Royal Air Force of Oman
  • سلاح الجو السلطاني عمان
  • Silāḥ al-Jaww as-Sulṭāniy ‘Umān
Badge of the Royal Air Force of Oman
Founded1959; 63 years ago (1959)
Country Oman
TypeAir force
RoleAerial warfare
Part ofSultan of Oman's Armed Forces
Commanders
Commander-in-ChiefSultan Haitham bin Tariq
Commander of the Air ForceAir Vice-Marshal Khamis bin Hammad Al-Ghafri
Insignia
Fin flash
Flag
Aircraft flown
FighterF-16 Fighting Falcon, Eurofighter Typhoon
Helicopter(SuperLynx, NH-90, Bell429/Bell206)
TrainerBAe Hawk 103, Pilatus PC-9, PAC Super MFI-17 Mushshak
TransportC-130 Hercules, Airbus A320, Dornier 228

The Royal Air Force of Oman (Arabic: سلاح الجو السلطاني عمان, romanizedSilāḥ al-Jaww as-Sulṭāniy ‘Umān or RAFO) is the air arm of the Armed Forces of Oman.

History

Sultan of Oman's Air Force era

The Sultan of Oman's Air Force (SOAF) was formed with British personnel and aircraft in March 1959. The first aircraft were two Scottish Aviation Pioneers transferred from the Royal Air Force. The first armed aircraft was the Percival Provost T52.[1]

In 1968 the SOAF received the first of 24 BAC Strikemaster jet trainer and light strike aircraft for operation against insurgents in the Dhofar region. In 1974 the SOAF was expanded with orders for the Britten Norman Defender, BAC One-Eleven, BAC VC10 and 32 Hawker Hunter ground attack aircraft. In 1977 Jaguar International joined the SOAF, followed in the 1980s by the BAe Hawk.[1]

Royal Air Force of Oman era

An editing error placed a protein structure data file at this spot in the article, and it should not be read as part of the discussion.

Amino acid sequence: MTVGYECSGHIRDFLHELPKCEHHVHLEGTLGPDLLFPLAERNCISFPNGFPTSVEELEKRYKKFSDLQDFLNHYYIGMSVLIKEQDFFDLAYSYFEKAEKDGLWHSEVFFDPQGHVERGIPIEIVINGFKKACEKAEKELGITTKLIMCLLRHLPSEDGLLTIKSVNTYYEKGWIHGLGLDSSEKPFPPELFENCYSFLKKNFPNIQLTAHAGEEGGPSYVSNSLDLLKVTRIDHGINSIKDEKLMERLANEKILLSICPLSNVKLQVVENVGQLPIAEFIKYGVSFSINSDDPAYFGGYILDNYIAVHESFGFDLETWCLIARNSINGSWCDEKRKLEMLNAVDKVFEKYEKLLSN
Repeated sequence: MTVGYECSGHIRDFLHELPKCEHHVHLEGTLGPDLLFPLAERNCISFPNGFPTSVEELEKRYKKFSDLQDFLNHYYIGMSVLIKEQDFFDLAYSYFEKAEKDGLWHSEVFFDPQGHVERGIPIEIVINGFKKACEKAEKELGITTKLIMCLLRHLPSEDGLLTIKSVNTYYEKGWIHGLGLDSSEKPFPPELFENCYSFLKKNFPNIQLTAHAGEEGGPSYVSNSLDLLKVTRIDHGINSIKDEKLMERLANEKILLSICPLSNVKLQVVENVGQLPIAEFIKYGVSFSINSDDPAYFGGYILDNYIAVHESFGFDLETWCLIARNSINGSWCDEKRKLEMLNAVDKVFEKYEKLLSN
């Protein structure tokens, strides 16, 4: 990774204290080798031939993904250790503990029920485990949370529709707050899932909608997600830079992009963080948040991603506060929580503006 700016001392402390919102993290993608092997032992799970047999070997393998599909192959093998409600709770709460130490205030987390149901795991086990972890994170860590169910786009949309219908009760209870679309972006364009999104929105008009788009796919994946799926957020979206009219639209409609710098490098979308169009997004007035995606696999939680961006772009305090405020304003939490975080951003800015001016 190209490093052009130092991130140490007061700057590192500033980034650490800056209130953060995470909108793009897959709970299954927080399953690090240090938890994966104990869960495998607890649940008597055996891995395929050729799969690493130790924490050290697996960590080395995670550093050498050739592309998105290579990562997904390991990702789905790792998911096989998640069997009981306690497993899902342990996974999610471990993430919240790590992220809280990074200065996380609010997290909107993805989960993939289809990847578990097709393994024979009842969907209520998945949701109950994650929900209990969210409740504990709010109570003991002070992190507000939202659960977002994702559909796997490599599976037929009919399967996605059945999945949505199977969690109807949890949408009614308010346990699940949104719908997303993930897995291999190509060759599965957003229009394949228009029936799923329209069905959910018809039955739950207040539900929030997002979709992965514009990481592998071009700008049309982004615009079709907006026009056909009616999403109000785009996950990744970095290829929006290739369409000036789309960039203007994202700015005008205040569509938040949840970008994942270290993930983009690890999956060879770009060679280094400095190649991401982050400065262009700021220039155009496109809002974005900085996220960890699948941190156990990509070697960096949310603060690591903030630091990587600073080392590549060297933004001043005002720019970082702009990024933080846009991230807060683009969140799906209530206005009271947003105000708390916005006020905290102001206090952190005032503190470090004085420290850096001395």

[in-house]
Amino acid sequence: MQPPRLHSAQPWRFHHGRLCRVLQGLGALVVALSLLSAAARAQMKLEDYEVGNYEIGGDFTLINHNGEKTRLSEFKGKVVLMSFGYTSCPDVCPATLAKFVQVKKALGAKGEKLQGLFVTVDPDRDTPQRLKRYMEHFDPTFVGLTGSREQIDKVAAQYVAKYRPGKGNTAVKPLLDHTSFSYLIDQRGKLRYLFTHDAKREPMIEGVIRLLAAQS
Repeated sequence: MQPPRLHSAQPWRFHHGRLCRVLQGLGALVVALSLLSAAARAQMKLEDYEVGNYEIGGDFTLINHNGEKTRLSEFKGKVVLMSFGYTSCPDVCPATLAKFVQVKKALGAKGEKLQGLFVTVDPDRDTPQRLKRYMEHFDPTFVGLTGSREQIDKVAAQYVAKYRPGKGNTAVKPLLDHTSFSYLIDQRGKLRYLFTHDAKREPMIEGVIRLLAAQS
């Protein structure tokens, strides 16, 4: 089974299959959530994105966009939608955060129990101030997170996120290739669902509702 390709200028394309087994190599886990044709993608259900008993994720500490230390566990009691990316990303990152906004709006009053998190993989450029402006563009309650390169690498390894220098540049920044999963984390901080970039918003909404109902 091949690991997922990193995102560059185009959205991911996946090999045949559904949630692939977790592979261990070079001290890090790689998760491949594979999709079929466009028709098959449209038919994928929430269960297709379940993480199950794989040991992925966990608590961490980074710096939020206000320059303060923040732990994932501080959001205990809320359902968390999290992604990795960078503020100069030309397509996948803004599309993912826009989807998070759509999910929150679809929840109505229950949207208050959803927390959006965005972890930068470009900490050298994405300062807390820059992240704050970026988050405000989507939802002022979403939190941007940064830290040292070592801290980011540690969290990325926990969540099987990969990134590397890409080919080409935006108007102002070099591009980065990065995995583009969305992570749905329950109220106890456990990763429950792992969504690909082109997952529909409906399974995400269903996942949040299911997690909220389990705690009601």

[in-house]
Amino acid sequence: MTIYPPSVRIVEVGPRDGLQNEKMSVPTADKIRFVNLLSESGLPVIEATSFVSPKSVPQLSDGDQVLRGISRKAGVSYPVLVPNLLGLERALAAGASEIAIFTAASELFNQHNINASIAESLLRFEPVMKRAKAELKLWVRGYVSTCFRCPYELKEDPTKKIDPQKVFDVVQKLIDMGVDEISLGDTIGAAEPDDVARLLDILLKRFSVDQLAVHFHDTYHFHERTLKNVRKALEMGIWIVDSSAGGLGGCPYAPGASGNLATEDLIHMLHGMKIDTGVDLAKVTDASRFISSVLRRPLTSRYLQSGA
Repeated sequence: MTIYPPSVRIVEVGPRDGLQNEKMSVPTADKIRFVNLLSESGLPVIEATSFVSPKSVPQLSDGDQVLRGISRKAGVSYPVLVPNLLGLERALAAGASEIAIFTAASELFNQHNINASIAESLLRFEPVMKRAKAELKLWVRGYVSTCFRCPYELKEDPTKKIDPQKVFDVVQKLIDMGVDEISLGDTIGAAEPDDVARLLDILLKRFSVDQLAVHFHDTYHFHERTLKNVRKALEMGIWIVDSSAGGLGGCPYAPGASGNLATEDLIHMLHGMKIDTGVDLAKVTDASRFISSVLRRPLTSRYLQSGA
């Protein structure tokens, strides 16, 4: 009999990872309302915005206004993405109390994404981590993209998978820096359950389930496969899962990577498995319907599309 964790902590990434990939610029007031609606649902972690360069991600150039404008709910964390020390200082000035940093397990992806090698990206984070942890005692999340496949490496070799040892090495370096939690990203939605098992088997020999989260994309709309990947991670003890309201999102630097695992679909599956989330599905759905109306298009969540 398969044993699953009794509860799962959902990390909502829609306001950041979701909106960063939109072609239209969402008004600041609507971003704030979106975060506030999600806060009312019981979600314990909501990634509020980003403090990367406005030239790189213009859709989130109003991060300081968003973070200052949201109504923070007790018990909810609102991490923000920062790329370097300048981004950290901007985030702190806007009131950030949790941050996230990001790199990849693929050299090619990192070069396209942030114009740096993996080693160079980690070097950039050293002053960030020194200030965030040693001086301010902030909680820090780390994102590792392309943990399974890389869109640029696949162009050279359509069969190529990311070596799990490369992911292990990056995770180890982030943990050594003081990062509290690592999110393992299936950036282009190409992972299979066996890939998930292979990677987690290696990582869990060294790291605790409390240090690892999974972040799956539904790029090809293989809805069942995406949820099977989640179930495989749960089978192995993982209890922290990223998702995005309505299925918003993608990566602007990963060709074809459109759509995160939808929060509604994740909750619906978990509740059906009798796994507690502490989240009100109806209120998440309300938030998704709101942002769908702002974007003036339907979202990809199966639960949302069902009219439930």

A Royal Air Force of Oman Jaguar intercepting an Il-38 in 1987
A Royal Air Force of Oman Jaguar intercepting an Il-38 in 1987

In 1990 the SOAF was renamed the Royal Air Force of Oman (RAFO).[1] In 1993 and 1994 the RAFO replaced its Hawker Hunters with four BAE Hawk Mk 103 fighter-trainers and 12 single-seat Hawk Mk 203, equipped with Westinghouse APG-66H radar, as light ground attack/interceptors. In September 1997 after the evaluation of new combat aircraft the RAFO decided to upgrade and extend the service lives of its remaining 17 SEPECAT Jaguar ground attack fighters until the second decade of the 21st century. A contract was placed with the United Kingdom Ministry of Defence to upgrade the avionics of the Jaguar aircraft for $40 million. In 2005 deliveries started of the F-16, equipped with improved GPS/INS. The aircraft can carry a further batch of advanced missiles; the AGM-88 HARM missile, JDAM, JSOW and WCMD. Block 50 aircraft are powered by the F110-GE-129 while the Block 52 jets use the F100-PW-229.